Format

Send to

Choose Destination
J Pharm Sci. 2012 Jan;101(1):223-32. doi: 10.1002/jps.22761. Epub 2011 Sep 14.

Physicochemical investigation of the influence of saccharide-based parenteral formulation excipients on L-p-boronphenylalanine solubilisation for boron neutron capture therapy.

Author information

1
Cancer Research UK Formulation Unit, Strathclyde Institute of Pharmacy and Biomedical Sciences, University of Strathclyde, Glasgow G4 0RE, UK.

Abstract

This paper investigates the physicochemical properties of possible pharmaceutical alternatives to L-p-boronphenylalanine (BPA)-fructose intravenous formulation currently employed in boron neutron capture therapy. The physicochemical properties of BPA in the absence and presence of fructose, mannitol, trehalose and hydroxypropyl-β-cyclodextrin (HPCD) was investigated by determination of pKa values, solubility, precipitation and dissolution using a Sirius T3 instrument. Complex formation was also assessed using (10) B-Nuclear magnetic resonance (NMR). The results indicate that fructose and mannitol form a complex with BPA through a reversible interaction with the boronic acid group, determined by changes in the pKa of the boronic acid group, the ultraviolet and NMR spectra, and increase in kinetic solubility. Trehalose and HPCD did not undergo this reaction and, consequently, did not affect boronphenylalanaine physicochemical properties. Although mannitol is complexed with BPA in an identical manner to fructose, it is superior because it provides increased kinetic solubility. Replacement of fructose by mannitol in the current clinical BPA formulation is, therefore, feasible with advantages of increased dosing and removal of issues related to fructose intolerance and calorific load. Results also indicated that important pharmaceutical parameters are the complex's solubility and dissociation behaviours rather than, as originally assumed, the complex formation reaction.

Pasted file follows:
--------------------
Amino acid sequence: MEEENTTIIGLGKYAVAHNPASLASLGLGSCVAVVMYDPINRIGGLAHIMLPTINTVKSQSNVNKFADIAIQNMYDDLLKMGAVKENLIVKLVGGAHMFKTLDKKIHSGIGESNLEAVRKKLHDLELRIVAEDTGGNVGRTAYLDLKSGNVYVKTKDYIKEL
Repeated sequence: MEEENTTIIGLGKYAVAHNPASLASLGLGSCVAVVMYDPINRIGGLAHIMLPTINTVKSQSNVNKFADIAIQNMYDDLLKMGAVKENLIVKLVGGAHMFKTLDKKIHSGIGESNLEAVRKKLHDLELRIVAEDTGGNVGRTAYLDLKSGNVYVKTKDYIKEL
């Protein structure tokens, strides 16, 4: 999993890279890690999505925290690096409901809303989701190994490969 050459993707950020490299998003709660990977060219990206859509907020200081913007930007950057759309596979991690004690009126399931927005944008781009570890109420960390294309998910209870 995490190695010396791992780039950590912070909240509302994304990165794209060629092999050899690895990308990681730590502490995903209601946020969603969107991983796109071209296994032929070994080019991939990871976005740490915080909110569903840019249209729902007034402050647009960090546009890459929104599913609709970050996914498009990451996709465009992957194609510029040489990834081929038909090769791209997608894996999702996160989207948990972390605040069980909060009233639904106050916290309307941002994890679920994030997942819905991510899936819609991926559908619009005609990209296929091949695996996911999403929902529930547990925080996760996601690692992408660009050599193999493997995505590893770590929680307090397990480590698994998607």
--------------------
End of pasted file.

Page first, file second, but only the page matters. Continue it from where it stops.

PMID:
21918989
DOI:
10.1002/jps.22761
[Indexed for MEDLINE]
Free full text

Supplemental Content

Full text links

Icon for Elsevier Science Icon for Strathprints - the University of Strathclyde
Loading ...
Support Center